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Will Biden's Trade Policy Record Come Back to Haunt Him in Midwest?

"I helped lead the opposition to these agreements, Joe Biden supported those agreements," said Sen. Bernie Sanders. "And that is a fundamental difference about our approach toward the trade union movement and towards the needs of working people."

Democratic presidential hopefuls Sen. Bernie Sanders (I-Vt.) and former Vice President Joe Biden speak during the third Democratic primary debate of the 2020 presidential campaign season at Texas Southern University in Houston on September 12, 2019.

Democratic presidential hopefuls Sen. Bernie Sanders (I-Vt.) and former Vice President Joe Biden speak during the third Democratic primary debate of the 2020 presidential campaign season at Texas Southern University in Houston on September 12, 2019. (Photo: Robyn Beck/AFP/Getty Images)

Sen. Bernie Sanders and supporters of his presidential campaign took on 2020 Democratic primary foe former Vice President Joe Biden's record on trade to sharpen the contrasts between the two candidates ahead of next week's nominating contests in six states, including the Rust Belt state of Michigan.

Just before leaving Phoenix to attend a rally in Michigan on Friday, Sanders held a brief press conference in which he said Biden's vote as a then-senator for the 1994 North American Free Trade Agreement (NAFTA) showed a "fundamental difference" between the two candidates.

"In terms of the coming general election we don't have to predict what [President Donald] Trump will be saying about Joe Biden, because he is already making those attacks. Trump—who won Michigan, who won Wisconsin, who won Pennsylvania—made one of his major campaign tenets his opposition to NAFTA and PNTR [Permanent Normal Trade Relations ] with China," said Sanders.

"In 2016, he criticized those trade policies as being disastrous—and just yesterday, he made that claim," Sanders continued. "The truth is, and we have to be honest about this, that NAFTA and PNTR cost this country well over 4 million good paying jobs. In Michigan alone, these disastrous trade agreements led to the loss of more than 150,000 good paying jobs. And not only job loss—when good paying jobs go, you are involved in a race to the bottom and employers can pay lower wages."

"These trade agreements have been a disaster for the people of Michigan, the state of Vermont, and for the entire country. Joe Biden and I have very strong and different positions in terms of how we reacted to NAFTA and PNTR," Sanders said.

Back when the votes were taken, he continued, "I can remember it like it was yesterday, I was on a picket line in Montpelier, Vermont with workers opposing these disastrous trade agreements. I vigorously opposed these agreements; I helped lead the opposition to these agreements. Joe Biden supported those agreements. And that is a fundamental difference about our approach toward the trade union movement and towards the needs of working people."

Biden's vote for the deal has been easy fodder for Trump attacks.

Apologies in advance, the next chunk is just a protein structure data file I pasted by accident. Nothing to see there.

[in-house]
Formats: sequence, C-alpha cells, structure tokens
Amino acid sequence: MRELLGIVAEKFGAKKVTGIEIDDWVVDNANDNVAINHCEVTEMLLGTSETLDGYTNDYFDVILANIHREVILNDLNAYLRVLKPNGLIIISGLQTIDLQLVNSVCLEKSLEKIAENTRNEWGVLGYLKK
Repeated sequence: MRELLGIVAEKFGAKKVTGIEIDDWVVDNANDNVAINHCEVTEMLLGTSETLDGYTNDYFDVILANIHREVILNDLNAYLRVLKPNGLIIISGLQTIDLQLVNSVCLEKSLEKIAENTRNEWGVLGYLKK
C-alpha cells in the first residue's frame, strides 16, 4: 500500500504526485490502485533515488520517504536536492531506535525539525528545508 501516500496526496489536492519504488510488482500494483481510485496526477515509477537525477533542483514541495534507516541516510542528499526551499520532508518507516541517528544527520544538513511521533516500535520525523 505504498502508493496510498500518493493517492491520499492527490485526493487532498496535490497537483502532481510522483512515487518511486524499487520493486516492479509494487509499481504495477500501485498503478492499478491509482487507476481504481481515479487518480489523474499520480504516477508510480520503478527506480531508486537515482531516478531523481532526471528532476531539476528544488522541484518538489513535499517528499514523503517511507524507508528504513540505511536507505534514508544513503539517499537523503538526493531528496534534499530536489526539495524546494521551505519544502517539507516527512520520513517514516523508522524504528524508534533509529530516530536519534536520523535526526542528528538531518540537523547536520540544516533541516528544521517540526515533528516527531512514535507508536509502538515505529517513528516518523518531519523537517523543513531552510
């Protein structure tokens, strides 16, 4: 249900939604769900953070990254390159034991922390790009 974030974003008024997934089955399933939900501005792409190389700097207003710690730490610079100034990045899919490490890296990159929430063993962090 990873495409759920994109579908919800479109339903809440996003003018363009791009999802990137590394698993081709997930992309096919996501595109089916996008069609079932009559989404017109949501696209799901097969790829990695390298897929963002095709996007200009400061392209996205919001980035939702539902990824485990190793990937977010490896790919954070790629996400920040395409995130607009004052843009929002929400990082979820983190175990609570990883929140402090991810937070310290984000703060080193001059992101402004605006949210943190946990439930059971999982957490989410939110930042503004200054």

"Joe Biden made a deal, NAFTA," the president said Thursday at an event in Scranton, Pennsylvania. "He approved it, he was pushing it. It's the worst trade deal ever made."

According to Sanders campaign manager Faiz Shakir, the president's comments are simply more evidence Sanders would be a better candidate to go up against Trump in the general election.

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The Sanders campaign appears to be making sure voters in communities harshly hit by so-called free trade deals won't forget Biden's record. The campaign rolled out this week three new televsion ads, including one focused on trade.

That ad features union autoworker Sean Crawford, who speaks about how his community has been "decimated by trade deals."

"Only one candidate for president consistently opposed every disastrous trade deal," says Crawford, "and that candidate is Bernie Sanders."

In an article entitled "Biden's Nafta Vote Is a Liability in the Rust Belt" and published last May at Bloomberg Businessweek, Joshua Green wrote that the trade deal

led to an exodus of U.S. manufacturing jobs to Mexico and hurt wages for U.S. workers who held on to their jobs. Throughout the 2016 presidential campaign, Trump pilloried Nafta as a "disaster" and "the worst trade deal ever," a message his top advisers believe was pivotal in helping him carry critical Rust Belt states once considered Democratic strongholds.

"Nafta still resonates in the industrial Midwest and Rust Belt," says Stanley Greenberg, a veteran Democratic pollster who recently conducted focus groups on trade in Michigan and Wisconsin. "There's still a lot of anger because it symbolizes, for many people, the indifference about the outsourcing of jobs and the favoring of elite economic interests in international trade agreements."

The youth-led Sunrise Movement shared that article Friday morning with a tweet suggesting it provided evidence Sanders should get the Democratic ticket.

In addition to Michigan, Idaho, Mississippi, Missouri, North Dakota, and Washington will hold primaries Tuesday.

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